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Why Do Dogs Eat Their Own Vomit?

Just about every dog owner has seen it happen at some time: their dog pukes and then almost immediately eats what they just vomited.

This behavior will turn the stomach of even the strongest person.

So why is your dog eating their vomit?

And this normal behavior or something you need to worry about with them?

Most of the time, this type of behavior is due to instincts.

It Smells Good: Surprising But True for Your Dog

When your pup vomits (especially right after eating), they will smell things in it that you cannot.

For example, you probably just notice the pungent smell of half-digested food and stomach acid.

However, your dog’s nose is sharper, and it can still smell the original odors and flavors of the food.

As a result, they may be compelled to eat the vomit simply because it still smells good.

Remember: your dog doesn’t have the same kind of intellectual disgust at vomit that you possess.

Instead, they act heavily on instinct. And if something smells good (like a pile of just-vomited food), they’ll eat it right up.

So in this situation, you don’t have much to fear.

Your dog might even be doing you a favor by getting rid of this vomit and minimizing your need to clean up. Thanks, pup!

Food Aggression: A Common Behavior With Domesticated Dogs

Did your dog vomit, ignore it, and then suddenly race to eat it when you went to clean it?

Or when another dog or pet in the house investigated the vomit?

Your dog may have a high level of food aggression.

This behavior occurs if your dog is very greedy or possessive over its food.

And yes, this can even extend to their vomit, as it contains food smells that they can sniff out.

There’s a chance your dog will even eat its vomit if it doesn’t smell good just to make sure that other animals don’t eat it.

And yes, that includes you. While the idea of eating vomit is going to turn your stomach, that’s not how your dog thinks.

They simply see a potential food source going to waste and want to make sure that they don’t miss out.

Instinctive Scavenging: Dogs Take Whatever Food They Can Get

Even though you feed your dog every day (and likely even give them healthy and tasty snacks), they are hard-wired instinctively to eat whenever they get the chance.

Wolves and coyotes can be opportunistic scavengers in the wild, scaring away other animals from fresh kills and eating stealing food from other packs without a second thought about it.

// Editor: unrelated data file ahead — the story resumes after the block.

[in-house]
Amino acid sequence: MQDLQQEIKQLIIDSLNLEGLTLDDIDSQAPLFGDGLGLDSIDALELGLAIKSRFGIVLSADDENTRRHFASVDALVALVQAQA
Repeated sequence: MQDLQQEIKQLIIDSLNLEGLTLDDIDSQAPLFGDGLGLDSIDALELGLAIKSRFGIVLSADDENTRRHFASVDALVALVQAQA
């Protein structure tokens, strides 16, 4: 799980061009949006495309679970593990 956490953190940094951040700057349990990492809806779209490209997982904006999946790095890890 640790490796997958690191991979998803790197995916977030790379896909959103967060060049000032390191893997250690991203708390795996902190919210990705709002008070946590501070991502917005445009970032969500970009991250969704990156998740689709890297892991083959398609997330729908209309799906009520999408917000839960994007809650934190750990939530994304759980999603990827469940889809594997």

As a result, some dogs may simply eat their puke because they’re following these opportunistic feeding instincts.

Instead of considering their puke as what it is, i.e., food regurgitated for a specific reason, they think of it as a potential food source.

And it makes sense when you understand that wolves and coyotes often struggle to find good food sources and may need all the food they can get in the wild.

Learned Behaviors: Commonly Taught By Mothers When Young

When your puppy was young and weaning on its mother, there often comes a time when they stop feeding on milk and, instead, get food directly from their mother.

Typically, a mother will bring solid food to her pups to help them grow.

However, some young dogs may find this hard food is too firm to chew and require their mother to eat and regurgitate it for them to eat.

As a result, your dog may see their vomit and be inspired by memories of this youth.

They’ll happily scarf up their vomit, as they see it as a rich food source.

You don’t have to worry about this kind of behavior with your dog.

The only time it may be a problem is if they puked due to sickness or eating something toxic.

You don’t want them eating these items again, or they might hurt themselves.

Instinctive Desire for a Clean Environment: Your Dog Hates a Mess

It often surprises many pet owners to discover that their dog does not like a messy environment.

While your canine will quickly adapt to just about any living situation, they have an instinct to keep their living area clean and free of various types of debris.

And this is true of things like puke. They simply don’t want piles of vomit in their home and will clean them up to keep a house clean.

Part of this behavior is heavily instinctive and is similar to why some dogs will eat their poop.

Simply put, dogs know you shouldn’t puke or poop where you eat or drink.

So, if their vomit is close to where they eat, they may scarf up the vomit to clean up the area and avoid contamination.

Your dog doesn’t consciously process these facts, mind you. They just instinctively know to eat their puke.

Nutritional Imbalances: A Natural Curative Method

Like any animal, dogs have a specific nutritional balance that they need to maintain to stay healthy.

However, puking often upsets that balance by removing freshly eaten food and making it harder for dogs to stay healthy.

As a result, they may eat their puke to retain that balance.

Now, your dog isn’t a nutritionist or a doctor: they don’t process these issues consciously.

Instead, their body triggers hunger and forces them to eat their puke.

Just think of those times when you crave broccoli.

Your body triggers these cravings due to nutritional imbalances, just like your dog’s body does it.

There’s Little Reason to Worry About This Behavior

Most dogs will vomit at one point or another in their life, and this behavior is nothing that needs to worry you too much as an owner.

And most will likely eat their puke as well.

However, you may need to talk to your vet if your pup keeps puking without any cause or if they ate their vomit after eating a toxic substance.

Your vet can help you better understand this situation and keep your pup healthy.

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National Canine Research Association of America